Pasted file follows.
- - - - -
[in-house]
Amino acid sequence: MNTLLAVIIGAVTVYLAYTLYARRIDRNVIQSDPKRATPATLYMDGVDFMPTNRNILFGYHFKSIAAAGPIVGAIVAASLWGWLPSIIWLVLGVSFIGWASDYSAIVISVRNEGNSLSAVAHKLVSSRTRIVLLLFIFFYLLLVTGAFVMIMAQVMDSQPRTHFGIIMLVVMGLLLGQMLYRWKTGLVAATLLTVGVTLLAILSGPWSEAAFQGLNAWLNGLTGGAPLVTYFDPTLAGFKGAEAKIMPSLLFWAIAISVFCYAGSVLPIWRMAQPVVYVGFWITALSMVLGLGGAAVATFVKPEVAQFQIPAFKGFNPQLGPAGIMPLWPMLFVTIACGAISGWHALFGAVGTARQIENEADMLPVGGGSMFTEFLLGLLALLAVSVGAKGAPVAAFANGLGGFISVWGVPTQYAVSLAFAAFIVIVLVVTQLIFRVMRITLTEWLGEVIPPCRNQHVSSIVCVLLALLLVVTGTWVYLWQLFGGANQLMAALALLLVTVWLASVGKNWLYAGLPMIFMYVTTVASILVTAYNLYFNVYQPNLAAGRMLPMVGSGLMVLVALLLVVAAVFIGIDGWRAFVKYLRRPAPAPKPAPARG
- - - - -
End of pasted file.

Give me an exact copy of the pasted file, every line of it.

[in-house]
Amino acid sequence: MNTLLAVIIGAVTVYLAYTLYARRIDRNVIQSDPKRATPATLYMDGVDFMPTNRNILFGYHFKSIAAAGPIVGAIVAASLWGWLPSIIWLVLGVSFIGWASDYSAIVISVRNEGNSLSAVAHKLVSSRTRIVLLLFIFFYLLLVTGAFVMIMAQVMDSQPRTHFGIIMLVVMGLLLGQMLYRWKTGLVAATLLTVGVTLLAILSGPWSEAAFQGLNAWLNGLTGGAPLVTYFDPTLAGFKGAEAKIMPSLLFWAIAISVFCYAGSVLPIWRMAQPVVYVGFWITALSMVLGLGGAAVATFVKPEVAQFQIPAFKGFNPQLGPAGIMPLWPMLFVTIACGAISGWHALFGAVGTARQIENEADMLPVGGGSMFTEFLLGLLALLAVSVGAKGAPVAAFANGLGGFISVWGVPTQYAVSLAFAAFIVIVLVVTQLIFRVMRITLTEWLGEVIPPCRNQHVSSIVCVLLALLLVVTGTWVYLWQLFGGANQLMAALALLLVTVWLASVGKNWLYAGLPMIFMYVTTVASILVTAYNLYFNVYQPNLAAGRMLPMVGSGLMVLVALLLVVAAVFIGIDGWRAFVKYLRRPAPAPKPAPARG